Telestroke, also known as stroke telemedicine, is the technology that connects doctors with patients remotely through the use of video calls, telemedicine technology, and software. Doctors call the emergency department where the patient is present and are presented with all the relevant information via telestroke devices and software.
This entire process is fast, efficient, effective, and allows for patients in remote, secluded hospitals to get quality care as well. Among the many benefits of telestroke care, one of the most important ones is the reduction in door-to-needle time.
What is Door-to-Needle Time?
The concept of Door-to-needle time (DNT) in neurology is used in the management of Acute Ischemic Stroke (AIS). It refers to the time taken from the moment a patient presents with acute ischemic stroke symptoms to the start of the Intravenous thrombolysis (IVT).
Promptly administering IVT is essential in managing AIS as IVT produces early arterial recanalization, which allows the reperfusion of the ischemic penumbral tissue, and this helps avoid it progressing to an infarction, effectively saving the patient.
Therefore, the door-to-needle time has become the standard for evaluating hospitals' quality of acute stroke care. The lower the DNT, the higher the hospital is rated.
Benefits of Telestroke
The nature of telestroke is such that everything is very direct. A patient gets admitted into the emergency department with stroke symptoms. The moment the emergency team is informed of the stroke symptoms (before the patient has even been placed in an ambulance), they can remotely call a teleneurologist and keep them on standby until the patient enters the ambulance. From that point forward, the teleneurologist can use the telestroke's readily available cameras, sensors, patient information, devices, and resources to quickly evaluate a patient and recommend the best course of treatment for them.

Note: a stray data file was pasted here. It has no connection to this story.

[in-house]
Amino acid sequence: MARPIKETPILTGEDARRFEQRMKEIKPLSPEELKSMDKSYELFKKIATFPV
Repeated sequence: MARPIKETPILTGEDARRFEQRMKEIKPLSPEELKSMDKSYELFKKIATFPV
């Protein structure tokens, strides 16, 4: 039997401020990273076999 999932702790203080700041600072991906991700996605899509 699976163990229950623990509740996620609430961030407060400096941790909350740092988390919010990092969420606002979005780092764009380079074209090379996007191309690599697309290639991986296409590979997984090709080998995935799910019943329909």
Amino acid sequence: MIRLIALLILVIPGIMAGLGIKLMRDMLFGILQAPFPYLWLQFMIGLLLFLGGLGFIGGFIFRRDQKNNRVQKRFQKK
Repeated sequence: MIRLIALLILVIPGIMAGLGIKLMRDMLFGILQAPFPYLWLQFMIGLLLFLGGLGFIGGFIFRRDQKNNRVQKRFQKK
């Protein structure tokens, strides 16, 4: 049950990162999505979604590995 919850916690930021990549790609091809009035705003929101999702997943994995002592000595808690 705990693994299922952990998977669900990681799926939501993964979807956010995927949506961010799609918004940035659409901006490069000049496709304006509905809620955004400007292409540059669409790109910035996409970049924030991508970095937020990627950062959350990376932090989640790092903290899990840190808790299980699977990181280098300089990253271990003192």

If the patient needs further tests for the teleneurologist to give a proper diagnosis and treatment method, the telestroke technology helps make the emergency department's plan of action for testing and patient assessment very quick.
One of the common plans that the emergency department can initiate to reduce the door-to-needle time functions on these phases of action:
In this case, the physician is the teleneurologist, so the time taken is only a few minutes at max. The doctor can virtually assess the patient in the ambulance far quicker than even the fastest physical physician. This is made possible due to the virtual video call features available with telestroke technology.
This is similar to the point above, in the sense that the stroke team can be immediately present virtually. This is especially necessary when the patient is being brought in from some far-away place, as the stroke team can start to make the specific treatment arrangements necessary for the patient before they even come by virtually assessing them.
Door-to-initiation of a CT scan
The teleneurologist can ask the emergency department team to quickly get a CT scan machine and room ready so that the patient can be immediately taken in for the exam. Without the teleneurologist, the patient would first come to the emergency room, wait there for a physician, or might not even get a physician due to no physicians being on call, and then may be sent to get a CT scan after a long period. This problem does not exist with telestroke.
Door-to-CT interpretation time
The teleneurologist can get the CT scan results instantaneously through telestroke program as the teleneurologist has access to all of the patient's relevant medical information. This ensures that no precious minutes are lost from getting a CT scan till it reaches a neurologist for interpretation.
The time between prescription and administration of treatment
After the teleneurologist gets all the available information, they can quickly recommend the appropriate treatment so that the patient doesn't lose any minutes in between.
The importance of the fast nature of telestroke can be visualized here, as each minute can lead to the death of 2,000,000 brain cells. Every minute saved is a chance that the patient does not develop permanent brain damage due to a lack of blood supply to the brain.
What Can You Do?
Reducing your hospital's door-to-needle time is an essential step every practice should take for their stroke care. The benefits of a faster door-to-needle time can only be understood when one understands that each minute you save in this process is the equivalent of saving somebody's memories, bodily functions, and who they are. The brain is one of the most important parts of our body, and as healthcare providers, it is our duty to provide the best quality care to protect it.
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